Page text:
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Published: Tuesday, 1/9/2001

Cherokee moniker not vanquished

BY JULIE M. McKINNON
BLADE BUSINESS WRITER

DETROIT - The venerable Jeep Cherokee name will live on in most parts of the world even after production of the 17-year-old sport-utility vehicle ends in Toledo this summer.

DaimlerChrysler AG's U.S. unit will use the Cherokee name outside North America on the Jeep Liberty introduced Sunday during media previews of the North American International Auto Show in downtown Detroit. A new $750 million Chrysler Drive factory called Toledo North Assembly Plant will build all models of the existing Cherokee's successor sold worldwide after saleable production starts in the spring.

For markets outside North America, the decision to use “Cherokee” solved potential copyright problems associated with “Liberty” and capitalized on the name's equity, Daimler spokesman Rick Deneau said.

The name “Liberty” was chosen for the United States, Canadian, and Mexican markets as the automaker's Chrysler unit was making plans to keep the existing Cherokee and offer its eventual successor as a fourth Jeep in North America. But the Chrysler unit's new management decided to end Cherokee production by June, the end of its 2001 model year.

Chrysler officials said the Liberty name caught on in North America.

“The name tested higher even than Cherokee has with consumers,” Mr. Deneau said. “It speaks to freedom, and it really speaks to the Jeep brand name.”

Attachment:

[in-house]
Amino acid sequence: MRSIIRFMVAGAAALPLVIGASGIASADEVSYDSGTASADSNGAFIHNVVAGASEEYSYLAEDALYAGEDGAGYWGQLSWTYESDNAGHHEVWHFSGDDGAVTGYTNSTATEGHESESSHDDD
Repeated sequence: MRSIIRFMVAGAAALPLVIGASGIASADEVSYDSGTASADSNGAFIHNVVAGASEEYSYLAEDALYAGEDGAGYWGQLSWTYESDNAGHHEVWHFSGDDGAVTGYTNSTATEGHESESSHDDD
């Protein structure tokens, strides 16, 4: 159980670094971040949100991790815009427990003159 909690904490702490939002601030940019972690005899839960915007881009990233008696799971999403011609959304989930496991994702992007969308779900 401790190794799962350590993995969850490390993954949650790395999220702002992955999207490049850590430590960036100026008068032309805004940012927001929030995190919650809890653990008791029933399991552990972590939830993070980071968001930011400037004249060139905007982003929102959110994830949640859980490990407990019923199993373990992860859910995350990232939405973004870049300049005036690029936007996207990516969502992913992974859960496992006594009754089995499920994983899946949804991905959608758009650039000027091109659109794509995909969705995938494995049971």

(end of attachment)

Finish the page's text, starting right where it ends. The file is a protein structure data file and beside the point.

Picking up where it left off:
Whatever the name, dealership managers said they look forward to having a new compact SUV offering even as they mourn the sooner-than-expected loss of the Toledo-built Cherokee announced last week. Jeep dealers this summer will meet the Ford Escape, Toyota RAV4, Honda CR-V, and other competitors head on with the Liberty's ride-improving independent front suspension and various amenities.

“I think it looks great. We really needed it,” said Mark Campbell, general sales manager of Bowling Green Jeep. “It has all the new features everyone wants on it.”

The Liberty, expected to be priced in the low to mid-$20,000 range, will be on display at the Cobo Center auto show, which opens to the public Saturday and runs through Jan. 21.

Larry Patnoe, owner of Liberty Jeep Super Store in Rapid City, S.D., is pleased with the new Jeep's name. The dealership got its moniker after the previous owner ran a naming contest in 1981, he said.

“I'll get a lot of mileage out of it,” Mr. Patnoe said. “It goes along with Jeep real well.

“It's a nice looking vehicle. It will be the only one in its class that will be a true offroader.”

Among Liberty's assets are nice lines, a 3.7-liter V6 engine, and better headroom than the Cherokee, said Dave Doster, Jeep sales manager for Yark Automotive Group in Sylvania Township.

Yet much of the Liberty's competitive success after its initial sales debut will depend on how it is priced, Bowling Green's Mr. Campbell said.

Indeed, price may be the only hitch for the Liberty - and the Chrysler unit's profits from it - said Jim Mateyka, vice president in the global automotive consulting business of A.T. Kearney, Inc., of Southfield, Mich.

The Liberty offers many more features than the Cherokee, but pricing it at even $25,000 may be too much to be competitive, he said.

“That's the issue they'll have to deal with,” said Mr. Mateyka, adding that the Liberty lives up to the traditions of the Toledo-born brand.

“It's a logical extension of Jeep,” he said. “This is a real off-road vehicle.”



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